Kitty. He comes everywhere with us and basically lives in the nook of my daughter's arm. He was the unexpected lovey, a stuffed animal that she picked out in a toy store with her daddy. Before we knew it, Kitty was a regular staple at the dinner table and slept pressed against Claire's face each night. I love hearing her tell Kitty she loooves him and wonder if it gives me a glimpse at who she will be as she grows older. But if you're worried about how using a lovey affects your kid later in life or if your little one will become too dependent on their source of comfort, experts say they have answers.
"A lovey can be a child's best friend and most precious possession, but many parents are skeptical of giving one to their child," Caleb Backe, a health and wellness expert at Maple Holistics, tells Romper in an email interview. "While most of this fear is rooted in the potential damage it may cause the child as an adult, a lovey offers tremendous benefits to developing children." Backe explains that a lovey can help kids cope with separation anxiety and "give them the necessary sensations of confidence and safety to try new things, meet new people, and explore new situations."
"Nevertheless, because these children rely so heavily on this external token, there is a chance this dependence may carry over to adolescence and adulthood," Backe says. "There comes a point in a child's development where they must have the self-confidence to approach new things."
But when it comes to encouraging your child to separate from a lovey, experts say you shouldn't rush it. If they are headed off to school, encourage them to leave their favorite stuffed animal or blanket at home with the intention of coming home to "tell" the lovey about their day.
When I was younger and took my favorite teddy bear everywhere, my mom convinced me to leave him at home during school hours by telling me that he had plans with his friends while I was gone. I would come home and she would have him set up with a tea party or "coloring" at my play table, and I was thrilled that the two of us were surviving on our own. P.S. That bear still sits on an armchair in my room.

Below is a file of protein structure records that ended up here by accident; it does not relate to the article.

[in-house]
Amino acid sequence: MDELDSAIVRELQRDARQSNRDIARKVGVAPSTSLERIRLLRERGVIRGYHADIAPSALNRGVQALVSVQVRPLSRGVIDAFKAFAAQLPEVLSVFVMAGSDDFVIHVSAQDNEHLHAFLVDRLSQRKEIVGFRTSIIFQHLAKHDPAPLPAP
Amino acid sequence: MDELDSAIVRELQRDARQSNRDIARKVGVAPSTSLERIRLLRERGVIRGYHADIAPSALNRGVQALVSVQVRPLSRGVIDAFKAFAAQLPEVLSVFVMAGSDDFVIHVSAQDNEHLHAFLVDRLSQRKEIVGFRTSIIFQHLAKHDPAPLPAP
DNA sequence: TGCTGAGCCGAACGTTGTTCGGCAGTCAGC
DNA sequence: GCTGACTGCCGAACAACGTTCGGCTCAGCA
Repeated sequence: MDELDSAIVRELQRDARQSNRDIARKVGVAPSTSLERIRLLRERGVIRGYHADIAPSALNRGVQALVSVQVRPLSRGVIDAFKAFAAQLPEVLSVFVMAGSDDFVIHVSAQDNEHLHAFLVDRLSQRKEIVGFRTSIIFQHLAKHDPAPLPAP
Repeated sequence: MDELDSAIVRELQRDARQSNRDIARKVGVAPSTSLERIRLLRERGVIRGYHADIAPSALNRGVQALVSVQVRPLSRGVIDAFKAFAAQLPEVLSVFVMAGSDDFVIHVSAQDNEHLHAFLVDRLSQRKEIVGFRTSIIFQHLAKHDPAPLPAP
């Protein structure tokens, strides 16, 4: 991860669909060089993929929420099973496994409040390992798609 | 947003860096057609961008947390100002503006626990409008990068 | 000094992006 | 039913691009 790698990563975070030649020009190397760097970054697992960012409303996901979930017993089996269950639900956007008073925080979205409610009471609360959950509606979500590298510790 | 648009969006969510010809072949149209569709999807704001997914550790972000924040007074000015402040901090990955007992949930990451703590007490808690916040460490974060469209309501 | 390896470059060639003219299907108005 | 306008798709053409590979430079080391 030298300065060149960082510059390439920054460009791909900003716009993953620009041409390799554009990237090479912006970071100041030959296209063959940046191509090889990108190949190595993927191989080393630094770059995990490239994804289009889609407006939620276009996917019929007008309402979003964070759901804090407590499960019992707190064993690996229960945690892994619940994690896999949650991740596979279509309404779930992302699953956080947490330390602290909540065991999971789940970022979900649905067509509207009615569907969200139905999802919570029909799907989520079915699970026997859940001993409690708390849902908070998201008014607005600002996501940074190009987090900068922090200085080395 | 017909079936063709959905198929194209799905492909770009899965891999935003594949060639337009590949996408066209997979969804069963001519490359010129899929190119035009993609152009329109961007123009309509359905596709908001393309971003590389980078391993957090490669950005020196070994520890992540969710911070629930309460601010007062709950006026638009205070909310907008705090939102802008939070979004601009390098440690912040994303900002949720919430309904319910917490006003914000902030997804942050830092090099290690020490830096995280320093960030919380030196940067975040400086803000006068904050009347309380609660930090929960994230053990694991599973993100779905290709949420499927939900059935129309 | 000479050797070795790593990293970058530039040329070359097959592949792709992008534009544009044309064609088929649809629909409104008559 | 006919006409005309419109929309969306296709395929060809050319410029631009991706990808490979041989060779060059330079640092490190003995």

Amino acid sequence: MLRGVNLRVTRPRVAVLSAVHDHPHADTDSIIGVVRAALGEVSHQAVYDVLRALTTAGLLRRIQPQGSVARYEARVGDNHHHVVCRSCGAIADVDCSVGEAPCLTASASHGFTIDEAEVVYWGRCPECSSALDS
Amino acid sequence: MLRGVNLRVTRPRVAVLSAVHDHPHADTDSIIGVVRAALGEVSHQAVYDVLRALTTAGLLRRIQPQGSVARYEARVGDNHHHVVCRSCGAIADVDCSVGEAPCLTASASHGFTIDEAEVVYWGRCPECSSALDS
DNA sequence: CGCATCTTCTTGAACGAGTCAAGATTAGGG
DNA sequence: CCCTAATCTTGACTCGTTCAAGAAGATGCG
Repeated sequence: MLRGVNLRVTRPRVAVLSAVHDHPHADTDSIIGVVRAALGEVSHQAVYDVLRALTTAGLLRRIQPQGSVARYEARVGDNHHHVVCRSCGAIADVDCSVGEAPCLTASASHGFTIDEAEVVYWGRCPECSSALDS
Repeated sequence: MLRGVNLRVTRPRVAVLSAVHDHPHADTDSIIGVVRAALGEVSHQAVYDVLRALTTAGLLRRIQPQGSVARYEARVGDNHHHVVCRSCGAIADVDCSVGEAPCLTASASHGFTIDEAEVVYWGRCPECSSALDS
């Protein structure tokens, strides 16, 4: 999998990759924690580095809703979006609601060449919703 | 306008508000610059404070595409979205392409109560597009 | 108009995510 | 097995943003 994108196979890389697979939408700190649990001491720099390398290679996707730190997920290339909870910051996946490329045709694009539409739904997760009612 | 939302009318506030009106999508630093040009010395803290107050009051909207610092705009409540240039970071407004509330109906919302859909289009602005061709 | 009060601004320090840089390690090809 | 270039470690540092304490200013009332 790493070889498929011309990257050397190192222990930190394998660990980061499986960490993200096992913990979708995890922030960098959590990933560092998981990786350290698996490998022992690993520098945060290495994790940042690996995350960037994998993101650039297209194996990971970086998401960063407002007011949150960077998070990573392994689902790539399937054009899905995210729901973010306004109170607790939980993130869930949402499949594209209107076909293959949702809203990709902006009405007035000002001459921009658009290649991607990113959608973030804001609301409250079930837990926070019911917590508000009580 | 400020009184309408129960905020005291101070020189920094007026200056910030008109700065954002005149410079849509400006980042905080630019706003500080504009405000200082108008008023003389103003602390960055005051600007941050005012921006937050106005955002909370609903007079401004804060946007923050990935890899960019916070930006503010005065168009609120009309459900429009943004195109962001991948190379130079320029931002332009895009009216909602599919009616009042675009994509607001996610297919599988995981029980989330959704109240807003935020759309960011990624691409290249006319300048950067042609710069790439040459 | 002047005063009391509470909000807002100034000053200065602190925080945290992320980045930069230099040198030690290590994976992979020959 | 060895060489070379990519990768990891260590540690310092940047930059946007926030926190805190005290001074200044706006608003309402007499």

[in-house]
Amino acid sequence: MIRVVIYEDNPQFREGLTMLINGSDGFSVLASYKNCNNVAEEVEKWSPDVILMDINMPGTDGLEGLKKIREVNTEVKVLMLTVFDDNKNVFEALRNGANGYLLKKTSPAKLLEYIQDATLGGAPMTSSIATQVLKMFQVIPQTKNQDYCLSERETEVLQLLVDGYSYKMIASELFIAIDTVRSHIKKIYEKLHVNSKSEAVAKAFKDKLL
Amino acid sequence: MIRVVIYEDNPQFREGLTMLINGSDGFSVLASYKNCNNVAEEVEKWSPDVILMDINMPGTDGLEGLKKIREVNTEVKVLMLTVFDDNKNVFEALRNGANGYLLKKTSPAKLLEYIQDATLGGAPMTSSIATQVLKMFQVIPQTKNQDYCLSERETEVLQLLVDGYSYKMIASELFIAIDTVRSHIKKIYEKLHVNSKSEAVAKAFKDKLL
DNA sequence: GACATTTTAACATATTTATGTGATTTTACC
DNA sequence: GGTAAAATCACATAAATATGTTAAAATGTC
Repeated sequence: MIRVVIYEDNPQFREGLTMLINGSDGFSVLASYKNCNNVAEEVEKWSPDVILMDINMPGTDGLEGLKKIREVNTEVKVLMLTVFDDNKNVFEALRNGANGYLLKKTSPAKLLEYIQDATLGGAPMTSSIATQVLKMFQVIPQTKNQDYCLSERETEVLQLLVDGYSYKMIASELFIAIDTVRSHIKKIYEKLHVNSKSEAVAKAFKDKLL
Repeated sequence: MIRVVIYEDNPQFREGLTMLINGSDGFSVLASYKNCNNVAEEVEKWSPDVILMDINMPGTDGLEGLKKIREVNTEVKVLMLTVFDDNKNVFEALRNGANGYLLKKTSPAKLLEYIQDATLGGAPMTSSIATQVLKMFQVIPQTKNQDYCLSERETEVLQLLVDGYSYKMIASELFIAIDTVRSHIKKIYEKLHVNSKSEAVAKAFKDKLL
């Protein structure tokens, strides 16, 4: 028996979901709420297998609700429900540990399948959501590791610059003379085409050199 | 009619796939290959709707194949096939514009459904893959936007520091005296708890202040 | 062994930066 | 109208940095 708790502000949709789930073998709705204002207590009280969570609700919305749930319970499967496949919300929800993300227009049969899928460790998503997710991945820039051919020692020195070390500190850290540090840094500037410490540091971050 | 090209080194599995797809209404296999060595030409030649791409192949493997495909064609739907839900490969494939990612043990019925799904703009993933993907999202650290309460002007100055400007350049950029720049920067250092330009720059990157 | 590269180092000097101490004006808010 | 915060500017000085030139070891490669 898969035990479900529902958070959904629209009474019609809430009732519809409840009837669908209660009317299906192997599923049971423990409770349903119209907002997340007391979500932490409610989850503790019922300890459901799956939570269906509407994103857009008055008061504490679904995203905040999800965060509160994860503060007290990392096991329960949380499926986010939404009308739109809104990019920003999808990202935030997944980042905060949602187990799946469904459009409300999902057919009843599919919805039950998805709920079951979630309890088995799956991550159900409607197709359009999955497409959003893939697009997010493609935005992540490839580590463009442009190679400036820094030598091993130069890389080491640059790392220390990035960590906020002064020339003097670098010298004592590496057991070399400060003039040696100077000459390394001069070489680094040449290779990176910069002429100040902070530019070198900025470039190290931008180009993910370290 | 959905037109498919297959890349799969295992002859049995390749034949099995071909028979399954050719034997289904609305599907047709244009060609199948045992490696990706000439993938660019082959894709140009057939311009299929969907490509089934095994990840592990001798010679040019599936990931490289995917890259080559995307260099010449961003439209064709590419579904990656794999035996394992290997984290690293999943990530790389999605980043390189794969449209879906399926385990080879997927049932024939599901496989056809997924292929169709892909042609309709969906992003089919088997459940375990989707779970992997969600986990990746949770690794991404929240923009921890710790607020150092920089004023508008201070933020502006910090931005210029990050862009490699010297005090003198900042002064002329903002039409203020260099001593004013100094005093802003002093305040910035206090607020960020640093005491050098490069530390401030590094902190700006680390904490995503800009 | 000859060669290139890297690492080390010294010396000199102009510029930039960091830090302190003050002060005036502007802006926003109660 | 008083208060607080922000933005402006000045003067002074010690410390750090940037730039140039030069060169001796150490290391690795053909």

Some parents have also had success with transitioning their child away from a lovey by sending a photo of their favorite friend with them to school or a friend's house, according to What To Expect. Your child can keep it in their pocket or cubby and feel more at ease about leaving their lovey at home.
But if your child is taking their lovey everywhere, then you are going to need some tips for cleaning it up, right? Yesterday, I watched my daughter at the library as she played with Legos and Kitty was positioned next to her, random kids picking him up to check him out along with all of their germs. A good bath was in order and for us, that means sneaking Kitty out of Claire's arms while she naps. However, some kids do like to be a part of the laundering process. Parents suggested getting them involved by asking kids if they want their lovey to go for a "swim" in the washing machine.
As for whether or not a lovey will negatively affect your child later in life, experts say they're going to be OK. In fact, a lovey can help with separation anxiety and even comfort them when they feel scared. Like my mom says about everything from potty training to my daughter's constant "I want mommy!" plea: "It won't follow her to college." Unless, of course, she's like my brother who took his beloved Milton the monkey to his college dorm room and gave him a spot on his desk. But, that's kind of cute if you ask me.
Check out Romper's new video series, Bearing The Motherload, where disagreeing parents from different sides of an issue sit down with a mediator and talk about how to support (and not judge) each other’s parenting perspectives. New episodes air Mondays on Facebook.